NPR looks at how Hollywood is getting religion wrong
National Public Radio's David D'Arcy reports on a spate of recent films with spiritual overtones, including Chocolat, Battlefield Earth, The Legend of Bagger Vance, and The Family Man (apparently spirituality isn't doing too well at the box office—none of these were blockbusters, and several are considered major flops). "Neither the youth audience these new films target nor the filmmakers themselves seem to know much about religious history or practice, or even about Hollywood's epic approach to the Bible," D'Arcy says. "Today's filmmakers are trying to give spirituality to today's icons." Loyola University film historian and Jesuit priest Gene Phillips agrees, saying the message of the films "is therapy rather than faith or spiritual enlightenment." Or, as Phillips says, "the brotherhood of man without the fatherhood of God." D'Arcy also talks to James Twitchell (who's very critical of religion) and Stanley Crouch (who's less concerned with charges of racism in Bagger Vance than he is with gangsta rap). (Listen at 14.4 or 28.8 kbps if you have the RealPlayer.)

More on films:

Left Behind: The Movie

  • At the movies: LeftBehind | "This is B-movie pap, a weak proselytizing device masquerading as a movie" (Associated Press)
  • Faith can mount movies | Christian filmmakers Peter and Paul Lalonde are taking a page from Hollywood's bible — their $17.4-million picture Left Behind has explosions and gunplay, but also a strong religious message (National Post)
  • Putting fear of God in film | Bring popcorn and leave the Bible at home, say the makers of Left Behind (New York Post)
  • 'Rapture' believers back 'End Times' film | Friday's theater release of Left Behind: The Movie will be a second coming of sorts, although nothing like the Second Coming trumpeted in its plot. (Cincinnati Post)
  • Christian filmmakers fill niche | Left Behind part of effort to broaden Christian films' themes and raise production values to reach a bigger audience (Associated Press)

Other Christian films:

  • Christian comedy aimed at youth | "This isn't your father's Christian movie," says spokesman for Billy Graham Evangelistic Association's World Wide Pictures. "We've got motorcycle gangs and car chases and '72 Cadillacs flying through the air and muscle cars … there are things in here you wouldn't expect from Billy Graham." (Associated Press)
  • Billy Graham backs comedy movie (Associated Press)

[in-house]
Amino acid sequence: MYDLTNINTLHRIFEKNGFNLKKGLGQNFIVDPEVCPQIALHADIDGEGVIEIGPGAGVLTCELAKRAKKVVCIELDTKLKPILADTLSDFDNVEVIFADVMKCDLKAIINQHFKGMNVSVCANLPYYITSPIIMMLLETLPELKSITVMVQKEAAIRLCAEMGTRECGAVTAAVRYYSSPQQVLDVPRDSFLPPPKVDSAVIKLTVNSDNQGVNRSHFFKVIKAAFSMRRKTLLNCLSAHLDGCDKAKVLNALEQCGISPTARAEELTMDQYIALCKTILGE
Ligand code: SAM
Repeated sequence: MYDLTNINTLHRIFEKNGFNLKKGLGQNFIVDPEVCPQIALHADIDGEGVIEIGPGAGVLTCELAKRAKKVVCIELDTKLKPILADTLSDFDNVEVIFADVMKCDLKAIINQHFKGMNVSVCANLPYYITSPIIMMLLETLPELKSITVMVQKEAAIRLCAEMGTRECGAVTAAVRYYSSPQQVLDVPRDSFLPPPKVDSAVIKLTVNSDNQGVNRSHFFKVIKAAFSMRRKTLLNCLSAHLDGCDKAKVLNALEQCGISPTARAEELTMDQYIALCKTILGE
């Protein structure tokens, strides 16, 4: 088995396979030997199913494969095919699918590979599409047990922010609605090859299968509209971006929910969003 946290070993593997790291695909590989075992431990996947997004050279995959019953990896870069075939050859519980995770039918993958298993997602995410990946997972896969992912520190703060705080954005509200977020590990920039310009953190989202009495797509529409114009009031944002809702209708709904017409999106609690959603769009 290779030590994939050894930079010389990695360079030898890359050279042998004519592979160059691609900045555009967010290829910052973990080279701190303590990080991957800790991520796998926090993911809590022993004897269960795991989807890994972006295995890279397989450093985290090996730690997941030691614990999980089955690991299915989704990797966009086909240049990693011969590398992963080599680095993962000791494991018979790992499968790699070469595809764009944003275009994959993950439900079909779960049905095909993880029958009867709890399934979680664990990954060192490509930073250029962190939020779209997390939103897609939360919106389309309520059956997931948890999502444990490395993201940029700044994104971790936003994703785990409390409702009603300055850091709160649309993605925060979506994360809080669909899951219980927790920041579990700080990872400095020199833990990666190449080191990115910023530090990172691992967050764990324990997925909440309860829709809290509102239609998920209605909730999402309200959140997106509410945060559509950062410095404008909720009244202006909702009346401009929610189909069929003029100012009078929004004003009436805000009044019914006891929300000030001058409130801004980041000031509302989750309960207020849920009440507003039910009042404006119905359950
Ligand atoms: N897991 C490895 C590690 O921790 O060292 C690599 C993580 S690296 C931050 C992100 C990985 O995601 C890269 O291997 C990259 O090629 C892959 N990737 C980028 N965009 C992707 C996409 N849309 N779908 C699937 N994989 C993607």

• Kid Vid: '3, 2, 1, Penguins' The creators of the "VeggieTales" series presents a new children's animated series full of fun, faith and flightless birds. (The Hartford Courant)
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Christian music:

Death-metal murder lawsuit:


Indian politician resigns after calling earthquake God's judgment
The minister of state for civil aviation and infrastructure development in the southern Indian state of Karnataka resigned from his position after a national furor over his comments that the earthquake in Gujarat was divine retribution. "The catastrophe that has befallen Gujarat is God's punishment to the people there for ill-treating Christians and minorities," he said at a televised event organized by the Christian organization Good News Society for Global Peace. "Injustice was done to our people. Churches were destroyed. For this God has punished them." He later issued a statement saying, "I regret this issue. … I am sacrificing my post to ensure that my utterances are not exploited politically or incite people." And he later told The Times of India, "My only intention was to make the people have faith in God."

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More on religious freedom abroad:

Religion and politics:

Bush's faith-based initiatives:

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  • Faith-based charity plan gets bipartisan backing (The Washington Times)
  • A great leap for faith, but don't oversell it | If Bush believes money can go to faith-based groups without the funds being used to promote religion, why doesn't he also believe money can go to overseas family planning groups without the funds being used to promote abortion? (Clarence Page, Chicago Tribune)
  • Jay Leno: "President Bush announced his new faith-based funding for Americans in need. The way faith-based funding works is, if you're poor and you need help, then you pray the Republicans don't cut the program."

Religion in schools:

With discovery of human remains, Madalyn Murray O'Hair's story seems at an end:

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